Managing New Baby Visitors
When a new baby comes home from the hospital, excited visitors come hand in hand with diaper changes and midnight feedings (Thankfully, the visitors are usually a lot more fun!). Even though you're dying to show off your bundle of joy and celebrate with family and friends, it's important to keep things realistic and manageable. The trick? Communicate clearly and set expectations from the start.
Appoint an ambassador. As soon as you can, ask a close friend to be your point person for scheduling visits. He or she can get the word out about when you'll be ready to see people, give you a heads-up before friends arrive, and set (and enforce!) any ground rules ahead of time. Here are a few suggestions: Keep visits under 15 minutes, don't come without food (but don't dream of bringing Brussels sprouts...), be ready to change a diaper.
Set a schedule. Through your ambassador, let friends and family members know what times and/or days you're most likely to be prepared for visits. This helps protect you from unexpected drop-ins, and it gives visitors permission to stop by or call at times without worrying that they'll be bothering you or the baby.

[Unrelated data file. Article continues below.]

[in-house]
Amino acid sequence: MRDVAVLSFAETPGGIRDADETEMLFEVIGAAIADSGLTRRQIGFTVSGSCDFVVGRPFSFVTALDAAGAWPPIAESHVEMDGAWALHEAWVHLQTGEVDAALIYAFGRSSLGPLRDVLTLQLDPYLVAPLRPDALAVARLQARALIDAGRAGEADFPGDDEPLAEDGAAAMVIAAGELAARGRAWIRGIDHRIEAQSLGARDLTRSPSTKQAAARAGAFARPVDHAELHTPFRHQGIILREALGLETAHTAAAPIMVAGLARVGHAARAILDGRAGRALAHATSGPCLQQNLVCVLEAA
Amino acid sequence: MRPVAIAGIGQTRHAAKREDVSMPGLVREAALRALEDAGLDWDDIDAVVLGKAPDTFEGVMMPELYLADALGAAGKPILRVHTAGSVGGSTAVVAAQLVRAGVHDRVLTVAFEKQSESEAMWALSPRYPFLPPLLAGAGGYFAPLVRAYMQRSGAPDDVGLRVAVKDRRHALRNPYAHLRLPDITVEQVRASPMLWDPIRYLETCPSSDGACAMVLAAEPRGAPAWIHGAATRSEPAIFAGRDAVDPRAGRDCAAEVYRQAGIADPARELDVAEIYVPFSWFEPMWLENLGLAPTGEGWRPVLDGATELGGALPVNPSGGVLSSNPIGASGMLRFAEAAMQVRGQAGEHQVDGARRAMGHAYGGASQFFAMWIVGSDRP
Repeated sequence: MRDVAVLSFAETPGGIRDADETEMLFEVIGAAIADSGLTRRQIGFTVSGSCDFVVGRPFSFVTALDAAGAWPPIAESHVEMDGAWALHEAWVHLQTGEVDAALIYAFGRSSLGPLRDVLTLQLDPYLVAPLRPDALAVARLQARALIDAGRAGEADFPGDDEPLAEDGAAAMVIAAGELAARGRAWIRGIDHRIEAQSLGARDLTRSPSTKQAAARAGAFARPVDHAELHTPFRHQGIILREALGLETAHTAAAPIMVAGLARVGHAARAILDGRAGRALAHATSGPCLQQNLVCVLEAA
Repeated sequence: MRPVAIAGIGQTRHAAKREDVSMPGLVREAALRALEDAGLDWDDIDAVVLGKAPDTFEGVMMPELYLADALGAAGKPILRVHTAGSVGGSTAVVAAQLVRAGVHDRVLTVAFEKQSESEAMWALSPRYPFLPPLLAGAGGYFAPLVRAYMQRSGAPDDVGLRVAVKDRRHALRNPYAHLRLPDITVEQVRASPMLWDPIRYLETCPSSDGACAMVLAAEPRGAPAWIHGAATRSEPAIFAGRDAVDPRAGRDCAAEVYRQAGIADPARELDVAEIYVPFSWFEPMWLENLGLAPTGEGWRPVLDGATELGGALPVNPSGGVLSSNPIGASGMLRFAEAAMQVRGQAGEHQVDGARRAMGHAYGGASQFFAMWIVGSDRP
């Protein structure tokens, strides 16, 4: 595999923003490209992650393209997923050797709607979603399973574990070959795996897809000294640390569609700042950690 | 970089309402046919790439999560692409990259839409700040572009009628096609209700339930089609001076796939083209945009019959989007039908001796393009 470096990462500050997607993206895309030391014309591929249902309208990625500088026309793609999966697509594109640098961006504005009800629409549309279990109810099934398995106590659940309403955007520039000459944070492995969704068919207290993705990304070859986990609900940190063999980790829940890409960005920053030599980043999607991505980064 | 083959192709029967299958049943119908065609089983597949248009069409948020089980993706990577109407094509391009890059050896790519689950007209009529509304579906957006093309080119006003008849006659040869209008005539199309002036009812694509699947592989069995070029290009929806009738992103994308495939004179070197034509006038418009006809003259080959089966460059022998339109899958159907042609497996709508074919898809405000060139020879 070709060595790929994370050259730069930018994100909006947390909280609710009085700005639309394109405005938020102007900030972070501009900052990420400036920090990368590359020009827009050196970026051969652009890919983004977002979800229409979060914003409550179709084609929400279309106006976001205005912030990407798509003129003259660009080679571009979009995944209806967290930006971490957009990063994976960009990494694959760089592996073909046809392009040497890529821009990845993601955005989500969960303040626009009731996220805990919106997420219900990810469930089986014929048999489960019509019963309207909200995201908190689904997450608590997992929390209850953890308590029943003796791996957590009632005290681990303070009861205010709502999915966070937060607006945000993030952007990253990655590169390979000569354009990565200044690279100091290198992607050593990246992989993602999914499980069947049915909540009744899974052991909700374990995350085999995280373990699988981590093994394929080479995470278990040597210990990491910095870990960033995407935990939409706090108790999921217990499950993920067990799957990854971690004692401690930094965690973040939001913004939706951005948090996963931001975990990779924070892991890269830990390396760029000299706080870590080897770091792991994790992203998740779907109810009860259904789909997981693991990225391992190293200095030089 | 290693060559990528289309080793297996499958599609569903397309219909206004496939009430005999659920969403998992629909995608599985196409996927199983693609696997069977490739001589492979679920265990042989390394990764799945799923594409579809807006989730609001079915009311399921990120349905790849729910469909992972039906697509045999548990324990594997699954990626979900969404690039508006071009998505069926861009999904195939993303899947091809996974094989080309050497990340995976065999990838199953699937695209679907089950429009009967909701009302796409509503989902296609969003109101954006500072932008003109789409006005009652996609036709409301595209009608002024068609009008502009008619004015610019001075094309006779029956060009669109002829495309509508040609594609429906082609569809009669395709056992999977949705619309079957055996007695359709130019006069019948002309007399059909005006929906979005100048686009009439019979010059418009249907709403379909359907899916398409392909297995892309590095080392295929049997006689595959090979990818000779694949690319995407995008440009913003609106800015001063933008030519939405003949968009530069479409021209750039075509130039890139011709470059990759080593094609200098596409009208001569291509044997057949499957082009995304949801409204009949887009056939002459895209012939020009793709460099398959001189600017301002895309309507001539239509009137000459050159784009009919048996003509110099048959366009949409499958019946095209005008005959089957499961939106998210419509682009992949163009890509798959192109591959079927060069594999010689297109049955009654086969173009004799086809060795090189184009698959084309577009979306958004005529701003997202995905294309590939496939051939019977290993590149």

Be honest. Let drop-by visitors know that you might have to cut things short if the baby gets fussy or you can't keep your own eyes open. And don't be afraid to ask friends to bring food when they come. The last thing anyone expects you to do is cook them a meal or, for that matter, clean the house. If there's ever a time not to worry about vacuuming or doing dishes before people visit, this is it!.
Plan ahead. For longer-term guests (particularly grandparents), work up a list of responsibilities before they arrive, so they know exactly what you expect of them up front, from laundry to grocery shopping to diaper duty. If they're staying longer than a couple of days, booking a hotel room or furnished apartment may well make more sense than having them bunk with you. That way you'll all get your own time to decompress at the end of the day.
"My parents rented a place close by and cooked dinner every night," says new mom Eve Gilbert of Alameda, CA. "But they also took some time to play tennis and do a few other activities they liked, so I didn't feel so guilty that they were just waiting on us."
This information is not a substitute for personal medical, psychiatric or psychological advice.